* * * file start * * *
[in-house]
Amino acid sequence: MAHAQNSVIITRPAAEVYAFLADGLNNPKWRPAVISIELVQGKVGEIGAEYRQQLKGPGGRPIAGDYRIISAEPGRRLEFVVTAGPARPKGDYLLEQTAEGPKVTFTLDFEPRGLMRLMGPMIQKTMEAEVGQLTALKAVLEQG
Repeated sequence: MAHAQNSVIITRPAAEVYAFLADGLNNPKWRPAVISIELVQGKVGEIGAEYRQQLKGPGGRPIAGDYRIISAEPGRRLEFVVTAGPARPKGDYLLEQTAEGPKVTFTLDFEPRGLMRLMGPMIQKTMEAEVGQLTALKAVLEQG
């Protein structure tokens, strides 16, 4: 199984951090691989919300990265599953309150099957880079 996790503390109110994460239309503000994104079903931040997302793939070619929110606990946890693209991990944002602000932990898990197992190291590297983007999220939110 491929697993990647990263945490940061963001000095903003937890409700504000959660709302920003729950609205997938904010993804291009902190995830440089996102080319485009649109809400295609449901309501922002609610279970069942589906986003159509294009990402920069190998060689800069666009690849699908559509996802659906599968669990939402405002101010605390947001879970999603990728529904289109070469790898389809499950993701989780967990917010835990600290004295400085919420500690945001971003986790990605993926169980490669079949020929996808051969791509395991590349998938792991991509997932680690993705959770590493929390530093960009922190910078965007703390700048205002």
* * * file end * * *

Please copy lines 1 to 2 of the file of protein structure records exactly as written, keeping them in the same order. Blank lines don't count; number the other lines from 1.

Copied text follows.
[in-house]
Amino acid sequence: MAHAQNSVIITRPAAEVYAFLADGLNNPKWRPAVISIELVQGKVGEIGAEYRQQLKGPGGRPIAGDYRIISAEPGRRLEFVVTAGPARPKGDYLLEQTAEGPKVTFTLDFEPRGLMRLMGPMIQKTMEAEVGQLTALKAVLEQG